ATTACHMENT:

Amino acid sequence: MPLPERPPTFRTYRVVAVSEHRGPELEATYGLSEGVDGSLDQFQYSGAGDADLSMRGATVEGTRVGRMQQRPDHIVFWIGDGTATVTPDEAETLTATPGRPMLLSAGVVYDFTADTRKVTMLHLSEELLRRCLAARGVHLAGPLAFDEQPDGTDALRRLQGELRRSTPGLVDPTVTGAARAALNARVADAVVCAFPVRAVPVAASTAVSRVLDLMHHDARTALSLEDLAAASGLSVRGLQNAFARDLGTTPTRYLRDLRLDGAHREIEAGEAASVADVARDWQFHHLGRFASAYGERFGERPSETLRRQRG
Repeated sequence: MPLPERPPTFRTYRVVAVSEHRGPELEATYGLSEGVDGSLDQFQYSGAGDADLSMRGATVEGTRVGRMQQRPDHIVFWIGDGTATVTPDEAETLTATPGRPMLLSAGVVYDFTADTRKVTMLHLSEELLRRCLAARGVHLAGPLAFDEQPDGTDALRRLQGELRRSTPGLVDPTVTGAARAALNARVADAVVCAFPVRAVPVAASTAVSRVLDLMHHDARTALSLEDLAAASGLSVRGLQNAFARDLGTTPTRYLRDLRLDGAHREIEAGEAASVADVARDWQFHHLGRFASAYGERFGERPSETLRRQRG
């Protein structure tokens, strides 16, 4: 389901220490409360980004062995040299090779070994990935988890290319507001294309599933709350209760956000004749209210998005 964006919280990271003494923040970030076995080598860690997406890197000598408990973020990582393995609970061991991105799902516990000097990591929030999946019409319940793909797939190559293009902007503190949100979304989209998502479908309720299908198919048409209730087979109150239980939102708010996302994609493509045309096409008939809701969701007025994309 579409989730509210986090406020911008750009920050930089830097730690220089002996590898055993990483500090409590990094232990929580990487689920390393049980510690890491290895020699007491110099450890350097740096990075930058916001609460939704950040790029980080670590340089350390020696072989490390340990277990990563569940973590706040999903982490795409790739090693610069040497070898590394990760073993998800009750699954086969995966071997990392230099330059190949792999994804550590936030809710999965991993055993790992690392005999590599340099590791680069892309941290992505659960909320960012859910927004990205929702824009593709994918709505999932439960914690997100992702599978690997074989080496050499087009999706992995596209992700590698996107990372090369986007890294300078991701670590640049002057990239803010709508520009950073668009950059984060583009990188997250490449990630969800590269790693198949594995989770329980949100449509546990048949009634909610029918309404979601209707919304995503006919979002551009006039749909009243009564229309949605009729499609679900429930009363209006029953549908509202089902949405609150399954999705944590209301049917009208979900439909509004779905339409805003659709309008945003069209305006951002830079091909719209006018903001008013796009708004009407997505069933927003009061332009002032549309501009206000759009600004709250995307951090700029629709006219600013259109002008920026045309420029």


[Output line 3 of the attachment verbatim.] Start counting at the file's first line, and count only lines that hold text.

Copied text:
């Protein structure tokens, strides 16, 4: 389901220490409360980004062995040299090779070994990935988890290319507001294309599933709350209760956000004749209210998005 964006919280990271003494923040970030076995080598860690997406890197000598408990973020990582393995609970061991991105799902516990000097990591929030999946019409319940793909797939190559293009902007503190949100979304989209998502479908309720299908198919048409209730087979109150239980939102708010996302994609493509045309096409008939809701969701007025994309 579409989730509210986090406020911008750009920050930089830097730690220089002996590898055993990483500090409590990094232990929580990487689920390393049980510690890491290895020699007491110099450890350097740096990075930058916001609460939704950040790029980080670590340089350390020696072989490390340990277990990563569940973590706040999903982490795409790739090693610069040497070898590394990760073993998800009750699954086969995966071997990392230099330059190949792999994804550590936030809710999965991993055993790992690392005999590599340099590791680069892309941290992505659960909320960012859910927004990205929702824009593709994918709505999932439960914690997100992702599978690997074989080496050499087009999706992995596209992700590698996107990372090369986007890294300078991701670590640049002057990239803010709508520009950073668009950059984060583009990188997250490449990630969800590269790693198949594995989770329980949100449509546990048949009634909610029918309404979601209707919304995503006919979002551009006039749909009243009564229309949605009729499609679900429930009363209006029953549908509202089902949405609150399954999705944590209301049917009208979900439909509004779905339409805003659709309008945003069209305006951002830079091909719209006018903001008013796009708004009407997505069933927003009061332009002032549309501009206000759009600004709250995307951090700029629709006219600013259109002008920026045309420029």